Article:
Stop Asking Me For A Private Show

‘Oh, you do burlesque? That’s so sick, respect that massively, it’s a proper art form’
‘Yeah, thanks!’
‘So you gonna do a private show for me??’
No… no, I’m fucking not.

Telling straight men, I do burlesque is an exercise in entitlement. Just as posting a slightly more risqué picture on Instagram seems to translate as an invite for vultures to circle your DMs, there’s something about even the suggestion of female skin that looks like an open sign. So many of our celebrations end up stigmatised and squashed as society tells us that safety requires clothes, if we don’t want unwanted advances, we must celebrate our bodies fully clothed or in secret.

I could’ve done that. I could’ve listened to my mum when she told 18-year-old me to stop posting slightly revealing pics on my Instagram. I could’ve chosen to remain covered up after being sexually assaulted, wearing long sleeves as armour and throw out my lingerie. I could’ve quit trying to reclaim my body and my sexuality, signed it over to trauma and let it go. It the sad reality for so many. Our bodies, our sexualities are so powerful, so when the weapon is turned back on us, its so easy to become scared. Feeling soft and small in a cage of sharp edges and skin.
Nothing about this society lets us be neutral about our bodies. Advertising wants us to pay with our hate, tries to fuel itself through self-loathing. It feeds us images of ‘beach bodies’ and airbrush fantasies, then tells us the remedy is weird powders of unknown origin that will definitely taste gross and definitely make you shit yourself. Or on the other-hand, it wants us to be head over heels in love with ourselves 24/7, to don the future is female t-shirts sold for £19.99 by the big man’s big business, made by oppressed, underpaid women, owning our sexuality in the regulated arena of the male gaze; hairless and lacey. There’s no room to breathe, it would be easier to quit.

I considered it but then became a burlesque performer instead.Stop Asking Me For A Private Show
Erotic performance seems like the furtherest place from neutral. I can see why from outside it may look the ultimate act of sexualisation, getting up on stage and getting your kit off, but from the inside, it’s a process of control and release. Burlesque, as with sex, sits right on that line between private and public, personal and political. While the final product is a public performance, it remains a deeply personal act. In its creation, you’re free. You build your own gaze, holding all the cards of representation.  My routines are character based, I escape into them fully from staging to costume to music and movement. Every second is crafted by me from the first notes to the last step off the stage. The final performance is a fleeting moment, a blur of adrenaline. When I’m on stage, I see no one, think of no one. Far from the myth that women’s sexuality is for the favour of men when I perform, I couldn’t care less, in fact, I couldn’t even tell you if there was even a man in the audience. I care only for me, for how it feels when I move my hips like that, how it feels when I touch my thighs without a single worry of appearance, how my shadow looks cast onto the black curtain caressing my silhouette. I am in my own space of fantasy, the sound of applause appears as an articulation of my own self-love, I know I deserve it.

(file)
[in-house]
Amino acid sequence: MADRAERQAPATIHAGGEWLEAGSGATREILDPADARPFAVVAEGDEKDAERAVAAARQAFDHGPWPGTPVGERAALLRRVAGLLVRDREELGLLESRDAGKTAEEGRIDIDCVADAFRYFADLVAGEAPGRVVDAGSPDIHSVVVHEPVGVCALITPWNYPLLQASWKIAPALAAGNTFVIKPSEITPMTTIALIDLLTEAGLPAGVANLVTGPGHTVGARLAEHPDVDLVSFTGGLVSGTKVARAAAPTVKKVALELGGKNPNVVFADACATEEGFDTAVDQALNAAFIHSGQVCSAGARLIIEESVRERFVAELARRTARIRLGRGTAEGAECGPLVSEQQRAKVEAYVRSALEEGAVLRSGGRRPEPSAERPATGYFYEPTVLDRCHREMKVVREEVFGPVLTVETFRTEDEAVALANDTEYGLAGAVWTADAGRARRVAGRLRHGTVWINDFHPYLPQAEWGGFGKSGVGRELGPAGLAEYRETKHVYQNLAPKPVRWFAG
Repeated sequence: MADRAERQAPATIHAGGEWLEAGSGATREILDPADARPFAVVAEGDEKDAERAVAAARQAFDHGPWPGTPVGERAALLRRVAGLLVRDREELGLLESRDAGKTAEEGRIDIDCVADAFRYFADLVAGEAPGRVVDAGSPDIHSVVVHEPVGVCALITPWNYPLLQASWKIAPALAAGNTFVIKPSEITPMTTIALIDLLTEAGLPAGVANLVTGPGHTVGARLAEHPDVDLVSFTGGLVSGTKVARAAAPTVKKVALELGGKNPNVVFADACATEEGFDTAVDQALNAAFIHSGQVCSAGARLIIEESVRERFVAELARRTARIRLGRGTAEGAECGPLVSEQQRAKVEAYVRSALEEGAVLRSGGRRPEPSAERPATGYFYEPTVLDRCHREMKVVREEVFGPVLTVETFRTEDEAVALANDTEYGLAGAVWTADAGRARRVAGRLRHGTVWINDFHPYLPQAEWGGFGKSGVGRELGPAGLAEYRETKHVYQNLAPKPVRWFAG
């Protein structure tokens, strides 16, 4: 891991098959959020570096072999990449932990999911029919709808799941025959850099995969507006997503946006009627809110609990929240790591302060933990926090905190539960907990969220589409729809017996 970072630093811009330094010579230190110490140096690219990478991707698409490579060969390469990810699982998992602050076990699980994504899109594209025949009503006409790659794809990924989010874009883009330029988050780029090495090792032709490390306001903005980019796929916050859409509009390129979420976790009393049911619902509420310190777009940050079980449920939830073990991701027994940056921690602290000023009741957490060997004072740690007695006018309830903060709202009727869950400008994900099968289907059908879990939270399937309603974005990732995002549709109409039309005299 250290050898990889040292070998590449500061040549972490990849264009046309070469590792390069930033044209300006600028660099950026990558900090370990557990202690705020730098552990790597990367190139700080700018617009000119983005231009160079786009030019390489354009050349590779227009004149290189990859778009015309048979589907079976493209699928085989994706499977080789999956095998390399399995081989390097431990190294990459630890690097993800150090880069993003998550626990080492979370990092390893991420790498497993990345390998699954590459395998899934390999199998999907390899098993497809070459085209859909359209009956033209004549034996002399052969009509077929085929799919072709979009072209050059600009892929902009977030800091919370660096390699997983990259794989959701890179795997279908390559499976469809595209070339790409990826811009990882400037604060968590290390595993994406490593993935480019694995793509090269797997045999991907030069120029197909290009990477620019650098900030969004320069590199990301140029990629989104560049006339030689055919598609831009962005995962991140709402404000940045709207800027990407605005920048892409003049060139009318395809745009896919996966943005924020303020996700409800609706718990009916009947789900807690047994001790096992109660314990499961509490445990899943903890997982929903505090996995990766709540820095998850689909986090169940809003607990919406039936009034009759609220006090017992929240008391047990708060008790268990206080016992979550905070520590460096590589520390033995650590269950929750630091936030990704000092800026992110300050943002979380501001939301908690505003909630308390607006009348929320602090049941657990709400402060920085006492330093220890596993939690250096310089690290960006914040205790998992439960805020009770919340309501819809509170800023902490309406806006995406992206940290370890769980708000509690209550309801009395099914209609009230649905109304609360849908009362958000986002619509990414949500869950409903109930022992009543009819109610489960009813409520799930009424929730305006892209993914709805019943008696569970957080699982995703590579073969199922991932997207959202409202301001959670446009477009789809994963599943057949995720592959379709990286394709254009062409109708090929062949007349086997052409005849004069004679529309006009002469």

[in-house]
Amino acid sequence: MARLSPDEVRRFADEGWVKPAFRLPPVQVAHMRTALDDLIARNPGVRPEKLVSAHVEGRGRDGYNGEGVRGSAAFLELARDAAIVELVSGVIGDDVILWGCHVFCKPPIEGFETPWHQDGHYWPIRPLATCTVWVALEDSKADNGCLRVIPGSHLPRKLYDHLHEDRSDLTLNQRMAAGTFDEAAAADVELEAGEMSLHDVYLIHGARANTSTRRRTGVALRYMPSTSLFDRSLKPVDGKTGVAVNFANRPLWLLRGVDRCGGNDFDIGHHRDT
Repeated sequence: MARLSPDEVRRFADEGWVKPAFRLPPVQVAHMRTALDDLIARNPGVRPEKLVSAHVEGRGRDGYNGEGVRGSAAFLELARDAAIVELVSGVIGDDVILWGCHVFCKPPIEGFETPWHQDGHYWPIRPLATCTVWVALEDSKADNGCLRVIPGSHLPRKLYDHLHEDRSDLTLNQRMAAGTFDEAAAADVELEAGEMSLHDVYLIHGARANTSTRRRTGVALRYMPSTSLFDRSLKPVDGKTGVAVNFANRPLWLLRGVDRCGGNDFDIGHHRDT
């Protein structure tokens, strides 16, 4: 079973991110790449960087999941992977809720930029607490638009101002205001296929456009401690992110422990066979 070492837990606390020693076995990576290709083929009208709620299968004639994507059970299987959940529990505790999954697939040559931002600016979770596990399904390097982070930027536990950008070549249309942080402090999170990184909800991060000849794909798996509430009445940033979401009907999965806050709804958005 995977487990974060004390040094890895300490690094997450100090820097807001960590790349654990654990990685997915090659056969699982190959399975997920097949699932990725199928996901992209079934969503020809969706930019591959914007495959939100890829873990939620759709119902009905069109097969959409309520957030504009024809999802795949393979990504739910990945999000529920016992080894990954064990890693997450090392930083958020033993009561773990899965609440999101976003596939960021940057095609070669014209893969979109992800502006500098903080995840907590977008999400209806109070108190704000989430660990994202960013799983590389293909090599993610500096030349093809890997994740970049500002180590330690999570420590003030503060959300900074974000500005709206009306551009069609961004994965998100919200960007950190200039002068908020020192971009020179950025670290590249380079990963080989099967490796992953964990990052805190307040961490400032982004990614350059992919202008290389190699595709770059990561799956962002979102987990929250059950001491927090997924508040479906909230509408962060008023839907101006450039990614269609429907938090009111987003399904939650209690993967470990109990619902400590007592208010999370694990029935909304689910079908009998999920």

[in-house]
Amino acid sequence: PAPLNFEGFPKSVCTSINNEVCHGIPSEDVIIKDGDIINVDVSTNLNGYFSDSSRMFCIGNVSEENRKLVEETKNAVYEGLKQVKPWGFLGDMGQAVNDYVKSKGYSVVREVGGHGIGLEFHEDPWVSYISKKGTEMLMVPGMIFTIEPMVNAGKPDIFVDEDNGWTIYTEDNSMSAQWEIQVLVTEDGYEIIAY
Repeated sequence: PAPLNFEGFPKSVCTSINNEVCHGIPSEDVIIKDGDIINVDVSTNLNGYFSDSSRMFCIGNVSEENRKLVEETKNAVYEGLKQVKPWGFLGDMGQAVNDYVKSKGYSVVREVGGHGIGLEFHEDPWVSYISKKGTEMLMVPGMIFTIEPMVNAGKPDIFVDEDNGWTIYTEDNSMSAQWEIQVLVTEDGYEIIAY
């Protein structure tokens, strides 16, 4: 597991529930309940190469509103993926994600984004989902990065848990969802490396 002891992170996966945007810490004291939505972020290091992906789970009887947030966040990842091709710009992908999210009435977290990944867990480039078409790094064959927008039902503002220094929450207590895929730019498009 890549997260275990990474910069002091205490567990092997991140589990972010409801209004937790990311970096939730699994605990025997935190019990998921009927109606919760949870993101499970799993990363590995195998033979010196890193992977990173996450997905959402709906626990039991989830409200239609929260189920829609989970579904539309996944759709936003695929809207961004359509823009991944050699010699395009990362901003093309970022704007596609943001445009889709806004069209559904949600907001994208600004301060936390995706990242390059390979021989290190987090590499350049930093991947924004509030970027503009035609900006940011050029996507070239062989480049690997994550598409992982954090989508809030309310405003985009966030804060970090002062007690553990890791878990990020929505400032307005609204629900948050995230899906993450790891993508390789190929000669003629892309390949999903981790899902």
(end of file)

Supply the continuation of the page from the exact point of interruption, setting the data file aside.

I have been a cocktail waitress, a sugar baby, a cannibal, Eve, and Juliet. I’ve whipped a stage, licked a vibrator, poured water all over me, rubbed fake blood on my boobs. And I never cared about what the men in the room thought. I didn’t care when I picked out the lingerie, nor when I did my makeup or took my bra off. My sexuality doesn’t exist for consumption. There is more to it, far more space between being sexy and having sex, there’s a whole world of performance and fun in that gap.
Just like with the DMs popping up a minute after you pressed post, when I tell people I do burlesque I feel their assumption that I must be sexual, up for it. It's assumed that every celebration of our bodies, sexualised or not, is a statement of promiscuity, proof that I will have sex with you, consent. No.

The claws of patriarchy need to be peeled off our bodies. To me, my sexuality, my body, my performances exist in the realm of feminism. They’re personal, a part of a recovery process as I learn to take control of my body with each movement, each routine crafted and choreographed for me by me. It’s a safe space. So, no I don’t invite you in, no I won’t perform for you. You can pay to witness it, never truly knowing the thoughts and feelings behind it, but enjoying the end product. You can buy a ticket, sit in the audience, join all the others I’m performing in front of, not for.

Stop Asking Me For A Private ShowLucy Harbron fancies herself to be a regular Carrie Bradshaw, writing about everything from gender politics to skincare, and forever sharing her unqualified opinions on fashion. As a part-time content creator and burlesque performer and full time soft-girl, Lucy is passionate about empowering open and honest conversation, refusing to shy away from her over-emotional heart. Find her at @lucyharbron_ on insta and over at

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We believe that the most important opinion of your body is your own. If the mainstream doesn’t think you’re fabulous, fuck em’.

Hayat - CEO & Founder, Neon Moon